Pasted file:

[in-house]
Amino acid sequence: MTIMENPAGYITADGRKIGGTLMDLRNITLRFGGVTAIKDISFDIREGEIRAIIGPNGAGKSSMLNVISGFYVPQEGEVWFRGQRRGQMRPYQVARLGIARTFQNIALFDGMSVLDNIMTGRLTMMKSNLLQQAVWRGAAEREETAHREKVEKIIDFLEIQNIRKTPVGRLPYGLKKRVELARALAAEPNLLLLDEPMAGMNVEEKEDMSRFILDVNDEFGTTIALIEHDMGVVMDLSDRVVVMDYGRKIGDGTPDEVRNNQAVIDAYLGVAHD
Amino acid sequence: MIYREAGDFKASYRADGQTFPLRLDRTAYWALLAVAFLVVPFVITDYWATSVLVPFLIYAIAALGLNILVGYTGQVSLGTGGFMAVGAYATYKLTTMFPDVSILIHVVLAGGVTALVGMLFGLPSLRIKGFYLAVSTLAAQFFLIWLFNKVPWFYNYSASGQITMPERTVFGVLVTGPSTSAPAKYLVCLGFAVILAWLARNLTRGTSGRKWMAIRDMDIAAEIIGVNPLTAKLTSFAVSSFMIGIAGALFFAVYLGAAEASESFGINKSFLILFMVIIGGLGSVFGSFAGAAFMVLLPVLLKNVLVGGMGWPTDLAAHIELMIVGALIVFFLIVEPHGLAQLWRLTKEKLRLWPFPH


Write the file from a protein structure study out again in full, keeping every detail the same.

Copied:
[in-house]
Amino acid sequence: MTIMENPAGYITADGRKIGGTLMDLRNITLRFGGVTAIKDISFDIREGEIRAIIGPNGAGKSSMLNVISGFYVPQEGEVWFRGQRRGQMRPYQVARLGIARTFQNIALFDGMSVLDNIMTGRLTMMKSNLLQQAVWRGAAEREETAHREKVEKIIDFLEIQNIRKTPVGRLPYGLKKRVELARALAAEPNLLLLDEPMAGMNVEEKEDMSRFILDVNDEFGTTIALIEHDMGVVMDLSDRVVVMDYGRKIGDGTPDEVRNNQAVIDAYLGVAHD
Amino acid sequence: MIYREAGDFKASYRADGQTFPLRLDRTAYWALLAVAFLVVPFVITDYWATSVLVPFLIYAIAALGLNILVGYTGQVSLGTGGFMAVGAYATYKLTTMFPDVSILIHVVLAGGVTALVGMLFGLPSLRIKGFYLAVSTLAAQFFLIWLFNKVPWFYNYSASGQITMPERTVFGVLVTGPSTSAPAKYLVCLGFAVILAWLARNLTRGTSGRKWMAIRDMDIAAEIIGVNPLTAKLTSFAVSSFMIGIAGALFFAVYLGAAEASESFGINKSFLILFMVIIGGLGSVFGSFAGAAFMVLLPVLLKNVLVGGMGWPTDLAAHIELMIVGALIVFFLIVEPHGLAQLWRLTKEKLRLWPFPH